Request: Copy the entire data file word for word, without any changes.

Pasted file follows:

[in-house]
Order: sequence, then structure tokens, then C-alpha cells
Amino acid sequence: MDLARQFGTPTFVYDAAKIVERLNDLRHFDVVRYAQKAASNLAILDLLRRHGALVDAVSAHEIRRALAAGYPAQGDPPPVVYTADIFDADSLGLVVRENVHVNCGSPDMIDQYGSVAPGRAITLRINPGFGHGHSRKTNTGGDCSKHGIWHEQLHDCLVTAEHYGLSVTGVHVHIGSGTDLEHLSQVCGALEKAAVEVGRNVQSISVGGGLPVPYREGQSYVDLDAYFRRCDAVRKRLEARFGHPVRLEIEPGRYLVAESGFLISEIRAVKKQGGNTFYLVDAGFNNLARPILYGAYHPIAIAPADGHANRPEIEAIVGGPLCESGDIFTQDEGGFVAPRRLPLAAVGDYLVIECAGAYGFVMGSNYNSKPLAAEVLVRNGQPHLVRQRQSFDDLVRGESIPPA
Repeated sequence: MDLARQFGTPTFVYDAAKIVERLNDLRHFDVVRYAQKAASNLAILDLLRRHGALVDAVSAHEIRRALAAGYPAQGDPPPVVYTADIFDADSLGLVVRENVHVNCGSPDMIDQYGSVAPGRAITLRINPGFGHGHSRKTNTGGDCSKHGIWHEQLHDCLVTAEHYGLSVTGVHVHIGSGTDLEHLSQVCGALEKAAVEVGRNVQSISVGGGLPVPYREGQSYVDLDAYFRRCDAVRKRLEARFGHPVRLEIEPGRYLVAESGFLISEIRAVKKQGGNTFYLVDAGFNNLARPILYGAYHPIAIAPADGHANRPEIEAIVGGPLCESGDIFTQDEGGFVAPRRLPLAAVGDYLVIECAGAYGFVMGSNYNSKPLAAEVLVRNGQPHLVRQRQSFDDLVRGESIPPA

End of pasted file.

[in-house]
Order: sequence, then structure tokens, then C-alpha cells
Amino acid sequence: MDLARQFGTPTFVYDAAKIVERLNDLRHFDVVRYAQKAASNLAILDLLRRHGALVDAVSAHEIRRALAAGYPAQGDPPPVVYTADIFDADSLGLVVRENVHVNCGSPDMIDQYGSVAPGRAITLRINPGFGHGHSRKTNTGGDCSKHGIWHEQLHDCLVTAEHYGLSVTGVHVHIGSGTDLEHLSQVCGALEKAAVEVGRNVQSISVGGGLPVPYREGQSYVDLDAYFRRCDAVRKRLEARFGHPVRLEIEPGRYLVAESGFLISEIRAVKKQGGNTFYLVDAGFNNLARPILYGAYHPIAIAPADGHANRPEIEAIVGGPLCESGDIFTQDEGGFVAPRRLPLAAVGDYLVIECAGAYGFVMGSNYNSKPLAAEVLVRNGQPHLVRQRQSFDDLVRGESIPPA
Repeated sequence: MDLARQFGTPTFVYDAAKIVERLNDLRHFDVVRYAQKAASNLAILDLLRRHGALVDAVSAHEIRRALAAGYPAQGDPPPVVYTADIFDADSLGLVVRENVHVNCGSPDMIDQYGSVAPGRAITLRINPGFGHGHSRKTNTGGDCSKHGIWHEQLHDCLVTAEHYGLSVTGVHVHIGSGTDLEHLSQVCGALEKAAVEVGRNVQSISVGGGLPVPYREGQSYVDLDAYFRRCDAVRKRLEARFGHPVRLEIEPGRYLVAESGFLISEIRAVKKQGGNTFYLVDAGFNNLARPILYGAYHPIAIAPADGHANRPEIEAIVGGPLCESGDIFTQDEGGFVAPRRLPLAAVGDYLVIECAGAYGFVMGSNYNSKPLAAEVLVRNGQPHLVRQRQSFDDLVRGESIPPA